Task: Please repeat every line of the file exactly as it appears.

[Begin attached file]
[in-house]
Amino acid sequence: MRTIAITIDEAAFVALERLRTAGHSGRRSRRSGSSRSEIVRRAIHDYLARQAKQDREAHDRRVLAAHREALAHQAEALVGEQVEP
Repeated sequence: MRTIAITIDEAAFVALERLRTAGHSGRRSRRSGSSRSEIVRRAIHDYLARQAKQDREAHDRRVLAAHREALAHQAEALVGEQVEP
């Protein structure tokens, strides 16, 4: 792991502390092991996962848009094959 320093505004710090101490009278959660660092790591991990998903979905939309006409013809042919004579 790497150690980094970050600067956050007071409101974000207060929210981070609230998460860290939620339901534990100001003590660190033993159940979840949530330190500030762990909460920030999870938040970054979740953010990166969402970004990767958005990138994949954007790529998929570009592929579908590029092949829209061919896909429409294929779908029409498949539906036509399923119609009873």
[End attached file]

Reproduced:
[in-house]
Amino acid sequence: MRTIAITIDEAAFVALERLRTAGHSGRRSRRSGSSRSEIVRRAIHDYLARQAKQDREAHDRRVLAAHREALAHQAEALVGEQVEP
Repeated sequence: MRTIAITIDEAAFVALERLRTAGHSGRRSRRSGSSRSEIVRRAIHDYLARQAKQDREAHDRRVLAAHREALAHQAEALVGEQVEP
């Protein structure tokens, strides 16, 4: 792991502390092991996962848009094959 320093505004710090101490009278959660660092790591991990998903979905939309006409013809042919004579 790497150690980094970050600067956050007071409101974000207060929210981070609230998460860290939620339901534990100001003590660190033993159940979840949530330190500030762990909460920030999870938040970054979740953010990166969402970004990767958005990138994949954007790529998929570009592929579908590029092949829209061919896909429409294929779908029409498949539906036509399923119609009873």